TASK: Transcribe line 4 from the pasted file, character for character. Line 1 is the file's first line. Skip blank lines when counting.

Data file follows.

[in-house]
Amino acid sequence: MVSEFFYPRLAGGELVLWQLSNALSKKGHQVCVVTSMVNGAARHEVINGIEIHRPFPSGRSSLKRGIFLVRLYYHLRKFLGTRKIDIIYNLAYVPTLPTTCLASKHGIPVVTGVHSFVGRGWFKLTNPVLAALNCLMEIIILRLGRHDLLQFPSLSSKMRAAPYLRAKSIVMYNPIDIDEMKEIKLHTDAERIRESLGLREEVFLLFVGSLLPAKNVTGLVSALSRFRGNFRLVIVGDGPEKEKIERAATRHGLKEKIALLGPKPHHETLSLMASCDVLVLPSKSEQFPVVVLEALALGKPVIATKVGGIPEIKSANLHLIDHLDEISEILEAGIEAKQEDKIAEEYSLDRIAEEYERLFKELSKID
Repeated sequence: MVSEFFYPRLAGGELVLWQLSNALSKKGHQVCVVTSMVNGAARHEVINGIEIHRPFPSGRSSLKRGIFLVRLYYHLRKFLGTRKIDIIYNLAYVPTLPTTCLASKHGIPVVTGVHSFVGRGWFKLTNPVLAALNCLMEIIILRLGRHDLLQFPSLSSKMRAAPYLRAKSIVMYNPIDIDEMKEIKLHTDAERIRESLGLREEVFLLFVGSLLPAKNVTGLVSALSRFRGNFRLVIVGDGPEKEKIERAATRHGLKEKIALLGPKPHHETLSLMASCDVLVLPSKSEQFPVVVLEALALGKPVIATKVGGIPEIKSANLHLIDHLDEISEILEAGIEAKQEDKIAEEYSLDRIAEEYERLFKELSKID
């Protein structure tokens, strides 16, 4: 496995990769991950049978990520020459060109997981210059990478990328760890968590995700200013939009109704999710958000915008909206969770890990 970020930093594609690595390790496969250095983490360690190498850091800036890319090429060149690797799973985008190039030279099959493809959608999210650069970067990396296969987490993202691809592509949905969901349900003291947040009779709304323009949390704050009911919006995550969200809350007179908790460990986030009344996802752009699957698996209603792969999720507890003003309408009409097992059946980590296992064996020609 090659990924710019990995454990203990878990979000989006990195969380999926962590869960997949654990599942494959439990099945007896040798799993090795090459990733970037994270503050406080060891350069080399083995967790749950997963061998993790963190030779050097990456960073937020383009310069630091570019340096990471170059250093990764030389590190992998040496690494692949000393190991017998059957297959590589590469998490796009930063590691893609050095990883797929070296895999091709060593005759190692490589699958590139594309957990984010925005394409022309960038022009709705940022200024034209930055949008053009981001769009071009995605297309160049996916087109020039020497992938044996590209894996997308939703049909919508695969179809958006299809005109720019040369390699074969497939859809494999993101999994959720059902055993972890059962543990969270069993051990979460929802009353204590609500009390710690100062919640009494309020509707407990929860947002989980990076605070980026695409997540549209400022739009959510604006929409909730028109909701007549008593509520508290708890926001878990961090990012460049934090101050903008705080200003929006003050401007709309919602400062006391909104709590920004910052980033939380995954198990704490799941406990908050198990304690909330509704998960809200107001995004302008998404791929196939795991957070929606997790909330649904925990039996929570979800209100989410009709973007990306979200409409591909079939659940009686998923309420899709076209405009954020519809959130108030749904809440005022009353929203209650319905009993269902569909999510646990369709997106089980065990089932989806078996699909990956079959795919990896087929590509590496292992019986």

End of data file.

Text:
């Protein structure tokens, strides 16, 4: 496995990769991950049978990520020459060109997981210059990478990328760890968590995700200013939009109704999710958000915008909206969770890990 970020930093594609690595390790496969250095983490360690190498850091800036890319090429060149690797799973985008190039030279099959493809959608999210650069970067990396296969987490993202691809592509949905969901349900003291947040009779709304323009949390704050009911919006995550969200809350007179908790460990986030009344996802752009699957698996209603792969999720507890003003309408009409097992059946980590296992064996020609 090659990924710019990995454990203990878990979000989006990195969380999926962590869960997949654990599942494959439990099945007896040798799993090795090459990733970037994270503050406080060891350069080399083995967790749950997963061998993790963190030779050097990456960073937020383009310069630091570019340096990471170059250093990764030389590190992998040496690494692949000393190991017998059957297959590589590469998490796009930063590691893609050095990883797929070296895999091709060593005759190692490589699958590139594309957990984010925005394409022309960038022009709705940022200024034209930055949008053009981001769009071009995605297309160049996916087109020039020497992938044996590209894996997308939703049909919508695969179809958006299809005109720019040369390699074969497939859809494999993101999994959720059902055993972890059962543990969270069993051990979460929802009353204590609500009390710690100062919640009494309020509707407990929860947002989980990076605070980026695409997540549209400022739009959510604006929409909730028109909701007549008593509520508290708890926001878990961090990012460049934090101050903008705080200003929006003050401007709309919602400062006391909104709590920004910052980033939380995954198990704490799941406990908050198990304690909330509704998960809200107001995004302008998404791929196939795991957070929606997790909330649904925990039996929570979800209100989410009709973007990306979200409409591909079939659940009686998923309420899709076209405009954020519809959130108030749904809440005022009353929203209650319905009993269902569909999510646990369709997106089980065990089932989806078996699909990956079959795919990896087929590509590496292992019986």